the center, and big motorcycle boots and dirty jeans. And a VW bus
full of old video equipment," says Teasdale.
Teasdale's black and white, fuzzy videos almost look as if they're
shot in a sort of slow motion. He repeatedly asks the question, "Are
you having a good time?" The kids look back, incredulous, as if
saying, "Do you have to ask?" These tapes, these documents, seem to
validate the Woodstock legend of all free, all peaceful, all love.
Myth And Reality
"That's part of the sort of mythology of Woodstock is that it's free;
it's peaceful," says Michael Lang. "I don't buy into that."
Surprising, considering that Lang was one of the producers of the
festival. Today, Lang lives near the town of Woodstock, on a 100-acre
estate he bought in 1979. It's so big that that a reporter couldn't
figure out which building to go to to find him.
But 40 years ago, it wasn't about the money, man.
"Somebody forgot to roll the ticket booths in place in time to beat
the traffic," Lang remembers. "And once we focused on that, they
couldn't be moved. There were not ticket booths. Most of the people
who came were looking for a place to buy a ticket and you could not
buy a ticket."
Still, the bands had to be paid. Bill Thompson managed the then-hot
"I remember saying to Michael Lang, 'How are we gonna to get paid?,'"
recalls Thompson. "And he was I think maybe he was on acid, or LSD.
And he said, 'Aw don't worry about it, man. Isn't this beautiful?'
Well that was the worst thing he could've said to me. So I got
everybody together and I said, 'We should just tell them we're not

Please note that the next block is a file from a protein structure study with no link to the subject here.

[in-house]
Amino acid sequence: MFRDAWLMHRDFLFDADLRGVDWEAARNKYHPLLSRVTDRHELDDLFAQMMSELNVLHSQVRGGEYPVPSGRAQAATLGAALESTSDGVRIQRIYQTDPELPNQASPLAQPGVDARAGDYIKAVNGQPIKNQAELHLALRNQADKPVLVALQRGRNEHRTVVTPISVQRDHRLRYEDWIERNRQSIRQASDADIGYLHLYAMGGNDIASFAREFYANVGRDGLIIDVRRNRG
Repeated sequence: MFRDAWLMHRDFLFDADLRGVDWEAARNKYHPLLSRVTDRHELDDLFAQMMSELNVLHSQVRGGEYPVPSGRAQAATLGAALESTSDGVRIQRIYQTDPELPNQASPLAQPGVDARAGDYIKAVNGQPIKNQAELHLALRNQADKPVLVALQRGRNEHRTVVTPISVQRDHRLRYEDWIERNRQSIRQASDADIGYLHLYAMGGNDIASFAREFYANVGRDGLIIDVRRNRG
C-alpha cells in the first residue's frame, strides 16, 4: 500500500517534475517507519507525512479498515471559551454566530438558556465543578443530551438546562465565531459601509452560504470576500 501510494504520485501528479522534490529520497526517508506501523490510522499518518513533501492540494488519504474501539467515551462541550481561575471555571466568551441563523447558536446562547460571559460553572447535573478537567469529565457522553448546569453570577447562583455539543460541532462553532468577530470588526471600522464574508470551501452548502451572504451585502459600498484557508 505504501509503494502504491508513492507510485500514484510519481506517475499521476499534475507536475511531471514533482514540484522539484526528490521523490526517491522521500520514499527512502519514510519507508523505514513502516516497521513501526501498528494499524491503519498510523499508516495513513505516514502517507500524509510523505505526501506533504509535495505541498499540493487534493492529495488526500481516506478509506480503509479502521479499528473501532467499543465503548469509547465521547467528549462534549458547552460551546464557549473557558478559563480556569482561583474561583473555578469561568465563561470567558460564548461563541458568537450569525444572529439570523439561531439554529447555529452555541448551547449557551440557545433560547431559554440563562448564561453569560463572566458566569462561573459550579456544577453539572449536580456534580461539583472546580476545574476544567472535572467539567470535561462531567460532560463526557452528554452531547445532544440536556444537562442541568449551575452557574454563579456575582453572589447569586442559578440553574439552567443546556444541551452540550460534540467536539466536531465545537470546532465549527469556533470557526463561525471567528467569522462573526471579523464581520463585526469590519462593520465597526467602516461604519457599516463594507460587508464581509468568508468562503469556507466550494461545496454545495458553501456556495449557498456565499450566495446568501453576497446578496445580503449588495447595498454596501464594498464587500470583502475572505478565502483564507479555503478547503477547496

gonna play unless we get paid.' So they showed up a couple of hours
later with cashier's checks for all the bands."
For their gig, the Airplane got $10,000. It was 6 a.m. when singer
Grace Slick greeted the crowd: "You have seen the heavy groups," she
said, "Now you will see morning maniac music. Believe me."
"The band had stayed up all night," says manager Thompson, "and to be
honest with you, did just about every illegal drug known to man. So I
think they were a little woozy at first. But then the "black
beauties" kicked in I think those were the Obitrol, speed. And
about 20 minutes into the set it was really an excellent set."
The Music Stunk?
Few people claim that the music was very good. It was the context,
more than anything. Still, for Bob Solomon, who's now in the music
industry in Nashville, sound was everything.
"Musically only one act was passable: Santana," Solomon says. "There
were so many drugs floating around the entire farm that everybody was
completely out of it; nobody did a very good job."
Back then, Wavy Gravy was called Hugh Romney, and Michael Lang asked
him and his commune, the hog farm, to help feed at least some of the
thousands, to help with security and one of the hog farm's
specialties talk people down from bad acid trips.
"I was so transported kind of like dowsing for the juice," Gravy
says. "There is a high there not available in the pharmaceutical
cabinet! It's all people pitching in for common good and that's what
Woodstock was, except we had a better sound track!"
It's a soundtrack that had a stuttering start. The equipment hadn't
arrived and organizer Michael Land needed somebody to play acoustic.
He convinced Richie Havens that he was the guy.
And like all Houses of the Lord, the Woodstock story is largely a
matter of faith. Charles Hardy is a professor of history at West
Chester College in Pennsylvania. He was at Woodstock: 17 years old,
cold, wet, hungry.
"Bragging rites are nice nowadays," Hardy says. "Often I don't even
mention it because it sounds like bragging. It's only fun when I tell
people how miserable it was, which makes it sort of interesting.
But for Woodstock organizer Land, it was a respite from the Vietnam
War, the struggle for civil rights, assassinations and Richard Nixon.
"It was this moment of hope in the midst of all this darkness, so
hold out hope for this wonderful experience that's what it was for
us," Land says.